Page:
The optimal way of dealing with complex work means to strike the right balance between foresight and afterthought. Acting based on what we know beforehand through planning, analysis, and design, and responding to what you discover by being flexible and acting at the moment.
Most coordination and communication problems are not solved by roadmaps. When you discover what you can’t and don’t know yet, feature-based roadmaps with timelines can offer no source of relief apart from sticking to the plan.
You can’t coordinate and communicate based on aspects you don’t know yet. The only solution is being able to swiftly react when you discover new problems or information. Many Scrum Teams are not that flexible during the Sprint, let alone when other teams need their help.
When every team has its own roadmap with accountability, matters become even worse. There is a clear incentive to ignore other teams to ensure you meet your team’s commitments. In practice, this is exactly what happens. It’s better a different team than yours gets punished for not delivering, even if it’s worse for the company.
Stop fooling yourself with feature-based roadmaps with specific timelines
There are cases where it makes sense to have features on your roadmap (e.g., in case of rebuilding your product or a fixed price contract with fixed scope and timeline) or when you’re working in a non-complex domain. But if you want to prioritize discovery, learning, and experimentation, having a roadmap with features and timelines will set you up to fail from the start.
The whole point of working in a complex domain is to work with what you do know, so you can figure out what you don’t know. Your plans and actions will be inadequate and never produce the desired results immediately. To move in the right direction, you need to adapt, rework, polish, and be flexible.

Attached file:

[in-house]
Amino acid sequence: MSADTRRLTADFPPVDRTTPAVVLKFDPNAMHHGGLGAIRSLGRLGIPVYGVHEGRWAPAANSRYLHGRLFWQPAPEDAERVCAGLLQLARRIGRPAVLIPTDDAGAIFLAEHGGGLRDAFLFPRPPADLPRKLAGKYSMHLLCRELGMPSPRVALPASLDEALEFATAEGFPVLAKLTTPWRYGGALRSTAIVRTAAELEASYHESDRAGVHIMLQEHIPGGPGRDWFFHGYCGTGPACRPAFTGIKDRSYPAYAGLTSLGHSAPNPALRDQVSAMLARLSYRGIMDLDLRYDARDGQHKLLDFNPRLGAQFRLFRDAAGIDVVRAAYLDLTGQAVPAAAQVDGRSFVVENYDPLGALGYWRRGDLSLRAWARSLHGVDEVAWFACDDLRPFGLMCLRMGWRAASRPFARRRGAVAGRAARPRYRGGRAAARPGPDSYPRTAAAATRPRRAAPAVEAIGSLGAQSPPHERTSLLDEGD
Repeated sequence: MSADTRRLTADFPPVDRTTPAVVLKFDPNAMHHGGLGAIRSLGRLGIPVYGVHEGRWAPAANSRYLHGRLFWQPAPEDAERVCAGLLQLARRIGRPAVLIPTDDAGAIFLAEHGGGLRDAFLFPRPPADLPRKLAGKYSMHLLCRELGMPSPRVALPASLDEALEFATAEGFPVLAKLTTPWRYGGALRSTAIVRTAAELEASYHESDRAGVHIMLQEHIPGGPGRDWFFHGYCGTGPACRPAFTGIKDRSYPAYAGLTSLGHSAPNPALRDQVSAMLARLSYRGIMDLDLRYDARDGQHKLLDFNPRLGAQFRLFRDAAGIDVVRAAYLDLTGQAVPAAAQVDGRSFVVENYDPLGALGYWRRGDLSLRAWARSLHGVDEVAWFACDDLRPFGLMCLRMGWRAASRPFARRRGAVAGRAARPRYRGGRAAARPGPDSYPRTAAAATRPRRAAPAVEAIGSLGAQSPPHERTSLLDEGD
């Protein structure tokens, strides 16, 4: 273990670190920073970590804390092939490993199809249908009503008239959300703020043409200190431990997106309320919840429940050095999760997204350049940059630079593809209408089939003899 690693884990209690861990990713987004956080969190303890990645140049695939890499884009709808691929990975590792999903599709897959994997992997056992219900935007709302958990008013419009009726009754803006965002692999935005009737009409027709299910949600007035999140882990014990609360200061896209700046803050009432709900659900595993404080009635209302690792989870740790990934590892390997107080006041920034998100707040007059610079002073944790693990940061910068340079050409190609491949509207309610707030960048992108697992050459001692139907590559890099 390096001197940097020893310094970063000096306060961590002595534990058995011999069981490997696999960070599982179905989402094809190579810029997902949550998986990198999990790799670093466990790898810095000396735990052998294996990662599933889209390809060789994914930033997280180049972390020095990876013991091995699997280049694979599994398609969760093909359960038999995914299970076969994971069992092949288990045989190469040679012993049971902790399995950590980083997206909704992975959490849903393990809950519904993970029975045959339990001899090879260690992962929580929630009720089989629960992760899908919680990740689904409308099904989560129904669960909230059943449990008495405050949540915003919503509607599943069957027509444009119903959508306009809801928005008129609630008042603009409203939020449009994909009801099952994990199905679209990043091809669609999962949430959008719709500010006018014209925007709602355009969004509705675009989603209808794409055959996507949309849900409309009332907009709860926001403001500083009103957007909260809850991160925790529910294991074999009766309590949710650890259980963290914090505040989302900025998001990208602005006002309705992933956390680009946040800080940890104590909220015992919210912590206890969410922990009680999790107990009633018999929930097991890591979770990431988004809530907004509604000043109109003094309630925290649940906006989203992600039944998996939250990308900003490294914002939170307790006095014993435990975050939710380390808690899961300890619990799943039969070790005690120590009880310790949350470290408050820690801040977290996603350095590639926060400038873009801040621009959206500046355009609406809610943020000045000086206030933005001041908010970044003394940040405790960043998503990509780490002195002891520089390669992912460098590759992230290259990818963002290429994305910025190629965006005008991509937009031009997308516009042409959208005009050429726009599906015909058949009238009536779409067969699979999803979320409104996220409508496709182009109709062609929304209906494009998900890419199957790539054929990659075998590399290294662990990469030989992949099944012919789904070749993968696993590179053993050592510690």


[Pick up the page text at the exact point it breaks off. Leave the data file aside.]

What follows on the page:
When you move beyond the isolation of your individual Scrum Team, even more flexibility is required. The complexity increases exponentially as the number of teams grow. The default response to uncertainty across teams is to fall back to more planning, analysis, and design.
Even though we know this approach already fails for single-team Scrum, somehow we fool ourselves it might work for multi-team Scrum. Over-analyzing with limited knowledge is an ineffective approach compared to swiftly responding together with all teams based on what you discover and learn.
Make sure different teams working on the same product have an overall roadmap or goal that indicates what is most important. Many companies have a single roadmap per team. Effectively this means you’re relinquishing control over what will be prioritized. Your teams will duke it out and fight for their turf, often at the expense of the company and without considering the grand scheme of things.
Embracing what you can’t and don’t know everything will always work better than sticking your head in the sand and pretending you know all there is to know.
As beautifully phrased in the Agile manifesto:
“Responding to change over following a plan.”
In a complex domain, you can only trust your plans (and roadmaps) to the extent they resemble reality. Which means you can’t trust them completely, ever. You can’t prevent that at some point, your initial thinking will disconnect from reality. No matter how much we talk, design, analyze or, coordinate, we’ll never be in complete control.
You can’t control the complexity of the real world, you can only learn how to swiftly deal with unforeseen obstacles as they present themselves.